*After posting this, the incomparable Ryan Thibodaux — who keeps track of Hall of Fame ballots — alerted me via Twitter that Renteria has already received one vote with just a few ballots in.
But as time goes on, I would not be entirely surprised if Renteria, with all those hits and with his postseason heroics finds himself on some Veteran’s Committee ballot. I would not be surprised if some player of his time champions his Hall of Fame case. Hey, it’s all how you look at it.
The second topic with Edgar Renteria is postseason heroics — he had his share. He grew up in Colombia and signed with Florida when he was 15 years old. The kid was playing in the Midwest League when he was just 16, and even though he hit only .203 and made 34 errors, well, he was SIXTEEN YEARS OLD.
At 17, he held his own in high A-Ball. At 18, he hit .289 in Class AA, stole 30 bases, made some dazzling defensive plays and left no doubt about his future. The very next year, he was called to the big leagues and he hit .309 as an everyday shortstop. He should have won the Rookie of the Year award. Instead it went to Todd Hollandsworth for reasons that still remain blurry — he was the fifth straight Dodgers player to win the award, so maybe voters just did not know that they could vote for a non-Dodger.*
*Rookie of the Year Awards
1992: Eric Karros, Dodgers
1993: Mike Piazza, Dodgers
1994: Raul Mondesi, Dodgers
1995: Hideo Nomo, Dodgers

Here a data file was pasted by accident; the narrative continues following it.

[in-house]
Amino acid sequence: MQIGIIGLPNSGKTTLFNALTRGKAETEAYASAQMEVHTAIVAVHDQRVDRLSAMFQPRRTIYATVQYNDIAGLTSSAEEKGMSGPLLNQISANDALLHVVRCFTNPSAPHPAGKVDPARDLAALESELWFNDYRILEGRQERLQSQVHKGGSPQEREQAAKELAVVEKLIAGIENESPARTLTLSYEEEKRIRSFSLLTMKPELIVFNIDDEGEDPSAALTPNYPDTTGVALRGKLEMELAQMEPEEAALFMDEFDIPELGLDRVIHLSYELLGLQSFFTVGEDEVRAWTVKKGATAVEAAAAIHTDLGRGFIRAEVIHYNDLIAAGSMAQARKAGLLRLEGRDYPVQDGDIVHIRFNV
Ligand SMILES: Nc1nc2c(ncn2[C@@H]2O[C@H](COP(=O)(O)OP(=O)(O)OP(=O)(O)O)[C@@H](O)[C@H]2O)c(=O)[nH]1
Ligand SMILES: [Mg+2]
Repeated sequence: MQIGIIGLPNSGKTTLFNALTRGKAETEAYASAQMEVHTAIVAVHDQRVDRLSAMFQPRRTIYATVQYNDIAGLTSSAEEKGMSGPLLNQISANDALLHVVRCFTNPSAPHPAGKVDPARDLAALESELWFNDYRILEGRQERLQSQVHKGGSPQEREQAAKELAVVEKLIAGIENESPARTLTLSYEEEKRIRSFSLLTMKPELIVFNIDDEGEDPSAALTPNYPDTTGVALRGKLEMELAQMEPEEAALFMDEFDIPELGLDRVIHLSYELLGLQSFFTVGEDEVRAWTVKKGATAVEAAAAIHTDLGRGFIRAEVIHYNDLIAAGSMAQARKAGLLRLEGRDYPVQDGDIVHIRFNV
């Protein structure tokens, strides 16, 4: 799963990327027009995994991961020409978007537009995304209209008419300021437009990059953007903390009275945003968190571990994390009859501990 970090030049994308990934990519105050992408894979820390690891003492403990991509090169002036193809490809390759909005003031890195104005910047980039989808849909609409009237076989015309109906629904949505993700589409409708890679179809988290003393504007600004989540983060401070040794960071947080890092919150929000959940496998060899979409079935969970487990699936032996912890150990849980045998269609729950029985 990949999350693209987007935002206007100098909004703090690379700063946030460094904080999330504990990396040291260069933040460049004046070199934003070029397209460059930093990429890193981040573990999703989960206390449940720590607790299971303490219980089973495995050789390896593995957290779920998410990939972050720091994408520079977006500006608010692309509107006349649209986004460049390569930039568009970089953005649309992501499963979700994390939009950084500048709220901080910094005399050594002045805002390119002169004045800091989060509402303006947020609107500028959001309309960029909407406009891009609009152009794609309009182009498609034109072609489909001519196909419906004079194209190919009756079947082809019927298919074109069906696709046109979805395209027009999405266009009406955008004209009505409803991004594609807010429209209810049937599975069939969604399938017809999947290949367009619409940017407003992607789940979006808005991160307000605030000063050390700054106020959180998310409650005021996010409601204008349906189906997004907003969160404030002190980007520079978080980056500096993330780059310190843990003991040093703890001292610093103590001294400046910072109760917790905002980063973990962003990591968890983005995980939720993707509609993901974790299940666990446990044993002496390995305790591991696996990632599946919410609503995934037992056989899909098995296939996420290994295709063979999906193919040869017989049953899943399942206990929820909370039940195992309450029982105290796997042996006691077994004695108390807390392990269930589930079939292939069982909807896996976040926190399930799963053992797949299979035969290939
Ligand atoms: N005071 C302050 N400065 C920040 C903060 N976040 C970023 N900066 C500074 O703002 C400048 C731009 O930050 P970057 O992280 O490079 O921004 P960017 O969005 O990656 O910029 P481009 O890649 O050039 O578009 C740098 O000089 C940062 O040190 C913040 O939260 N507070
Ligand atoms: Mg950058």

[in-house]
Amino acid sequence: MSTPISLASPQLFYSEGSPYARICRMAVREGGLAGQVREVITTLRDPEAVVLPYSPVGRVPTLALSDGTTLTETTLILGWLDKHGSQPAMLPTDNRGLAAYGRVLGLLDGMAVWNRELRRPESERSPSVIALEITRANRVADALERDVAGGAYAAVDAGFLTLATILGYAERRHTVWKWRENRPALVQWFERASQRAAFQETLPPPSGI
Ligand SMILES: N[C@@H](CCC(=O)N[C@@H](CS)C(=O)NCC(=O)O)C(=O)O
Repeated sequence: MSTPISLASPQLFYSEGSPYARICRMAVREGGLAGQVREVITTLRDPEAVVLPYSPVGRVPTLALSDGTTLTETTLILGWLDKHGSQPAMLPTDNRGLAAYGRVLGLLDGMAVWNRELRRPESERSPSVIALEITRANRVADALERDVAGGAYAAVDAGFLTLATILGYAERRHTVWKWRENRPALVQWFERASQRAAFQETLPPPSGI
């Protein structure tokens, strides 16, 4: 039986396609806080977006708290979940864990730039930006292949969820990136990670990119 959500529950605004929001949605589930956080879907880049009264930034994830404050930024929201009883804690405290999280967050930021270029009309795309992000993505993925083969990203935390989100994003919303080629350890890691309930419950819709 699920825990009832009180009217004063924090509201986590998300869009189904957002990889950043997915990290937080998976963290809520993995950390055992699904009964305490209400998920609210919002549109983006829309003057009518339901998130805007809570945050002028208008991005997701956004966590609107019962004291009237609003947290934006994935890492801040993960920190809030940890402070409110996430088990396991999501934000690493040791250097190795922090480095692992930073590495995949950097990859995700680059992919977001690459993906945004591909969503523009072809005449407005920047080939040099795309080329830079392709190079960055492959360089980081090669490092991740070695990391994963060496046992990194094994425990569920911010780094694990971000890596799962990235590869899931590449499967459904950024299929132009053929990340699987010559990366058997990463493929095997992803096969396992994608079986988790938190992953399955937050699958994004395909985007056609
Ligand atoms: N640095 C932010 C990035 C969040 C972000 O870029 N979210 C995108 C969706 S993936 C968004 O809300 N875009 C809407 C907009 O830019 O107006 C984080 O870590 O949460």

1996: Todd Hollandsworth, Dodgers.
Five Rookie of the Year Awards in a row and the Dodgers did not win a single playoff game in the entire 1990s. That’s hard to pull off.
A year later, Renteria was the everyday shortstop for a Marlins’ team that won the World Series — and it was Renteria’s walk-off single that ended the series. That was his first series clinching hit. The next would come 13 years later.
Over those 13 years, Renteria had good years and shaky ones. He was fantastic in 2003 when he hit .330/.394/480 for the Cardinals. He smashed 47 doubles and 13 homers — he scored 96 runs and drove in 100. He also won the Gold Glove award that year. That was a Hall of Fame caliber season.
That was also clearly his best year but he had excellent seasons in 2002 for St. Louis, in 2006 and 2007 for Atlanta. He bounced around a lot — he was traded three times, and he signed as a free agent three times. The movement allowed him to make $85 million in his career. It also broke up his career into many different segments and so, camouflage style, it’s hard to get a full picture of the Renteria career. It’s OK. I’m sure he’ll take the money.